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Why “It’s a Wonderful Life” was Initially Considered Communist Propaganda

Alexandra Dantzer
Photo by Getty Images

It’s a Wonderful Life is a quintessential Christmas classic in America, and according to the Radio Times poll, it is a number one Christmas movie in Britain, too.

Frank Capra’s 1946 comedy-drama was based on a short story by Philip Van Doren, The Greatest Gift, written in 1939. It portrays a downtrodden man on the verge of suicide who finds strength in people around him and human ties he has built throughout his life.

George Bailey (James Stewart), Mary Bailey (Donna Reed), and their youngest daughter Zuzu (Karolyn Grimes).

George Bailey (James Stewart), Mary Bailey (Donna Reed), and their youngest daughter Zuzu (Karolyn Grimes).

The movie did great at the box office, and still features on the small screen in homes across the world every holiday season without exception. Capra himself though that It’s a Wonderful Life was the greatest movie in his career.

However, Capra and the people who collaborated with him had to struggle to defend it against accusations that the movie supported communist ideology.

Frank Russell Capra

Frank Russell Capra

Capra was a Conservative who openly sympathized with Franco and Mussolini, and ardently opposed Franklin D. Roosevelt.

J. Edgar Hoover

J. Edgar Hoover

The movie was reviewed alongside 200 other releases from the 1940s to 1960s as a part of an action to uproot any subversive, anti-American influences. The closure of World War II marked the beginning of the Red Scare and any suspected connection with communism was censored and blacklisted. This resulted in many ruined careers.

An unnamed FBI agent watched the movie and decided to take further actions on it. Historian John A. Noakes, who author of the book The Cold War and the Movie and many articles dealing with the topic, wrote that the FBI agents: “also identified what they considered a malignant undercurrent in the film.”

Donna Reed with James Stewart from It’s a Wonderful Life (1946).

Donna Reed with James Stewart from It’s a Wonderful Life (1946).

There were two important points of critique believed to be propaganda techniques. First was the negative portrayal of the banker, Mr. Potter, played by Lionel Barrymore. Potter was a “scrooge-type” profiteering banker who was supposed to be the most hated, villainous character.

Smithsonian magazine writes that it was thought that the representation of Mr. Potter celebrated “values or institutions judged to be particularly anti-American or pro-Communist.”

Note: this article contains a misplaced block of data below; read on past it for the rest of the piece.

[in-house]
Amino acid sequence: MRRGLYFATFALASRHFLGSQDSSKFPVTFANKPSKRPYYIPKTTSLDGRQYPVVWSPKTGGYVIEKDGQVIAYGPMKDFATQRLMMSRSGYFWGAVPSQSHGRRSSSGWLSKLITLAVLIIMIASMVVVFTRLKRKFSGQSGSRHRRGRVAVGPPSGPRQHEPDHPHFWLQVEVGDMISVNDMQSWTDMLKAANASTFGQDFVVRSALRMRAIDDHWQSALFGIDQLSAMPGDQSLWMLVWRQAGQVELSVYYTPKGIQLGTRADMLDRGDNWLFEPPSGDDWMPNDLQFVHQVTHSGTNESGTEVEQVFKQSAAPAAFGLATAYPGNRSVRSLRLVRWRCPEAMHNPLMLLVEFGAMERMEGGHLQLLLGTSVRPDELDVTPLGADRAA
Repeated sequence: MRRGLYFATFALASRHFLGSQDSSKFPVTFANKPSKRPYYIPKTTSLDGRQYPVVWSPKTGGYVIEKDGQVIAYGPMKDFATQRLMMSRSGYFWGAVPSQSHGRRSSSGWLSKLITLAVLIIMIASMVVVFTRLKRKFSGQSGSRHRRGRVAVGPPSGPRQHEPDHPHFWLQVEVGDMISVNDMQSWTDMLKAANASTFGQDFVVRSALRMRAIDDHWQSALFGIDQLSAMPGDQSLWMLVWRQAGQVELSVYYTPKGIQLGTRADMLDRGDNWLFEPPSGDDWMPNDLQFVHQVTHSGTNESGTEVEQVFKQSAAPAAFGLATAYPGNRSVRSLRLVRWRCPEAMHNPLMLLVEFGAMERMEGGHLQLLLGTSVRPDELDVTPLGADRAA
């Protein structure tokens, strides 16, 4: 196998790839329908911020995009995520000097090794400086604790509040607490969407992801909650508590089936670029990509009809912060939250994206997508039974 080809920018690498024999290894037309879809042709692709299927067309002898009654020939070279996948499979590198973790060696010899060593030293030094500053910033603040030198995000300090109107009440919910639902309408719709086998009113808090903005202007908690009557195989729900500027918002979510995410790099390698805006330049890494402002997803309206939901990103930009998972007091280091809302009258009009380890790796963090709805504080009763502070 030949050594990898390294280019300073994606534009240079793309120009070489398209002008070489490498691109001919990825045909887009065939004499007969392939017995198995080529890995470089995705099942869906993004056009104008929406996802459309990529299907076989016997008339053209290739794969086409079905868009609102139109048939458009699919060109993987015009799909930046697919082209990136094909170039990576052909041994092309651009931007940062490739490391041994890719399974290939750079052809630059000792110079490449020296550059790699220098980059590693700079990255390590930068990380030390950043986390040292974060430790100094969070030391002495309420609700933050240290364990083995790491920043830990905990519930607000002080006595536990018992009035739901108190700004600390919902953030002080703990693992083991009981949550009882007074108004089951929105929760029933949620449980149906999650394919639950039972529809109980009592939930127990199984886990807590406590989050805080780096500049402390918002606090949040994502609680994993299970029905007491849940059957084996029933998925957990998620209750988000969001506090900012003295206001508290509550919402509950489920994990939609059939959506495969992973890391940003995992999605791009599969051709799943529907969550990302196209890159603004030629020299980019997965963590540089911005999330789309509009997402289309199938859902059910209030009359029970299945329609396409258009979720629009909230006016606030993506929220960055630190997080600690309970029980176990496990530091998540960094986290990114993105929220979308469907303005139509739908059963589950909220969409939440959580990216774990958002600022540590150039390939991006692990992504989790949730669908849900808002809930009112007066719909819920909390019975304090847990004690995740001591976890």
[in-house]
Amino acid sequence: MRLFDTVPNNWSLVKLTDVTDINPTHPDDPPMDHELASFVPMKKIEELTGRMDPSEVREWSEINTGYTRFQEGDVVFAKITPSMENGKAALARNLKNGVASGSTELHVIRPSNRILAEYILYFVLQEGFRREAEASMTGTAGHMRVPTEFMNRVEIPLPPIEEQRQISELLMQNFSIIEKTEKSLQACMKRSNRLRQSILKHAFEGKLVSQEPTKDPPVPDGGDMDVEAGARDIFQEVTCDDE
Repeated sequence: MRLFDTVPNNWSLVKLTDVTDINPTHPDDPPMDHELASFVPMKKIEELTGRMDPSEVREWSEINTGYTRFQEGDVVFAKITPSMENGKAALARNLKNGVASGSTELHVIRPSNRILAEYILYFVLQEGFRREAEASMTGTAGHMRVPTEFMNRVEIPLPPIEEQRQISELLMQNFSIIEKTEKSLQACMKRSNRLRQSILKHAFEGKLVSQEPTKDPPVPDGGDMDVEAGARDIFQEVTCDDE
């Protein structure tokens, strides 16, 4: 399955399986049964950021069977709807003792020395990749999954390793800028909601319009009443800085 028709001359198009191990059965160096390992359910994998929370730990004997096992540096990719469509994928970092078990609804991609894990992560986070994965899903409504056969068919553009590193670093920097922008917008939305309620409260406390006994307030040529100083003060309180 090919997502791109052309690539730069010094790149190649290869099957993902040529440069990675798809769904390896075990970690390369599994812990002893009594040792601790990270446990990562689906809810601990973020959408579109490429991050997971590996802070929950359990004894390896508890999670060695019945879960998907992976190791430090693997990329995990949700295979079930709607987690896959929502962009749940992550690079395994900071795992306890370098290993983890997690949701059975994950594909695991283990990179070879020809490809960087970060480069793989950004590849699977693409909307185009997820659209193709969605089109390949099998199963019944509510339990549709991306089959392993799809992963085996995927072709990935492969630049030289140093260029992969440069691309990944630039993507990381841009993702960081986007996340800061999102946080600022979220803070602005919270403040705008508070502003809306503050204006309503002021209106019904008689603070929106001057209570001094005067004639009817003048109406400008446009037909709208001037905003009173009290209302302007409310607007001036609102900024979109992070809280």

Lionel Barrymore as Mr. Potter in It’s a Wonderful Life (1946).

Lionel Barrymore as Mr. Potter in It’s a Wonderful Life (1946).

Furthermore, depression and existential anxiety were a sentiment better left out of the popular culture. According to Smithsonian, the FBI saw these features as a “subtle attempt to magnify the problems of the so-called ‘common man’ in society.”

It did not help that George Bailey, the protagonist played by James Stewart, was unhappy in Bedford Falls — a paradigmatic example of an American small town. It was believed to be a subtle depiction of American values failing to satisfy the citizens of this great nation.

Studio publicity photo of James Stewart.

Studio publicity photo of James Stewart.

Russian-born novelist-philosopher Ayn Rand played a major part in blacklisting movies that were interpreted as having a communist slant.

It was thought that communist movies did not have an open political message but played on subtle cues to undermine the dominant values of American society. A pamphlet published by Rand and her group which was quoted in the FBI report on the “Communist Infiltration of the Motion Picture Industry,” or COMPIC, stated:

“The purpose of the Communists in Hollywood is to corrupt non-political movies — by introducing small, casual bits of propaganda into innocent stories and to make people absorb the basic principles of Collectivism by indirection and implication.

Few people would take Communism straight, but a constant stream of hints, lines, touches and suggestions battering the public from the screen will act like drops of water that split a rock if continued long enough. The rock that they are trying to split is Americanism.”

Ending scene of the film It’s a Wonderful Life. Photo by DazzlingWaitressGal CC BY SA 4.0

Ending scene of the film It’s a Wonderful Life. Photo by DazzlingWaitressGal CC BY SA 4.0

The movie was finally redeemed by the House Un-American Activities Committee (HUAC) in 1947. Charles Moffitt, a former Communist screenwriter played a crucial part in the defense of the movie.

He agreed upon the interpretation of Mr. Potter as an anti-capitalist personification. However, the fact that George Bailey was himself a banker and used money benevolently was the film’s saving grace.

Today, even though the movie does not include Santa, it is widely regarded as a family-friendly Christmas movie. According to the Independent, professor David Wilson called it the “most humanist film that you could ever see.”

Read another story from us: The nostalgic classic “A Christmas Story” actually launched a lascivious Leg Lamp wearing a fishnet stocking

After all, It’s a Wonderful Life tells a story of a broken man who overcomes his anxieties and deepest fears with the help of his companions and their love.